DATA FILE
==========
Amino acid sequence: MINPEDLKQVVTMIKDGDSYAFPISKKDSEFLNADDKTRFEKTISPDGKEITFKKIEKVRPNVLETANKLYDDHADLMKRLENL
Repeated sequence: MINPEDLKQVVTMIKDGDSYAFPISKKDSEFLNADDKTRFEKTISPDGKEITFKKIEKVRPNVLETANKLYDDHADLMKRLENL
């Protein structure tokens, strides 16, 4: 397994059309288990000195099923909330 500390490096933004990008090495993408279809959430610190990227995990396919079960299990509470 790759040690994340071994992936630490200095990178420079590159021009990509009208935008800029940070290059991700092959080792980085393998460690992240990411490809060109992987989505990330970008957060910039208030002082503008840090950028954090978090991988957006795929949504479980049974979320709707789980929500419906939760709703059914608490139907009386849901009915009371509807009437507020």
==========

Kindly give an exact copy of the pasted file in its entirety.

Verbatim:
Amino acid sequence: MINPEDLKQVVTMIKDGDSYAFPISKKDSEFLNADDKTRFEKTISPDGKEITFKKIEKVRPNVLETANKLYDDHADLMKRLENL
Repeated sequence: MINPEDLKQVVTMIKDGDSYAFPISKKDSEFLNADDKTRFEKTISPDGKEITFKKIEKVRPNVLETANKLYDDHADLMKRLENL
């Protein structure tokens, strides 16, 4: 397994059309288990000195099923909330 500390490096933004990008090495993408279809959430610190990227995990396919079960299990509470 790759040690994340071994992936630490200095990178420079590159021009990509009208935008800029940070290059991700092959080792980085393998460690992240990411490809060109992987989505990330970008957060910039208030002082503008840090950028954090978090991988957006795929949504479980049974979320709707789980929500419906939760709703059914608490139907009386849901009915009371509807009437507020």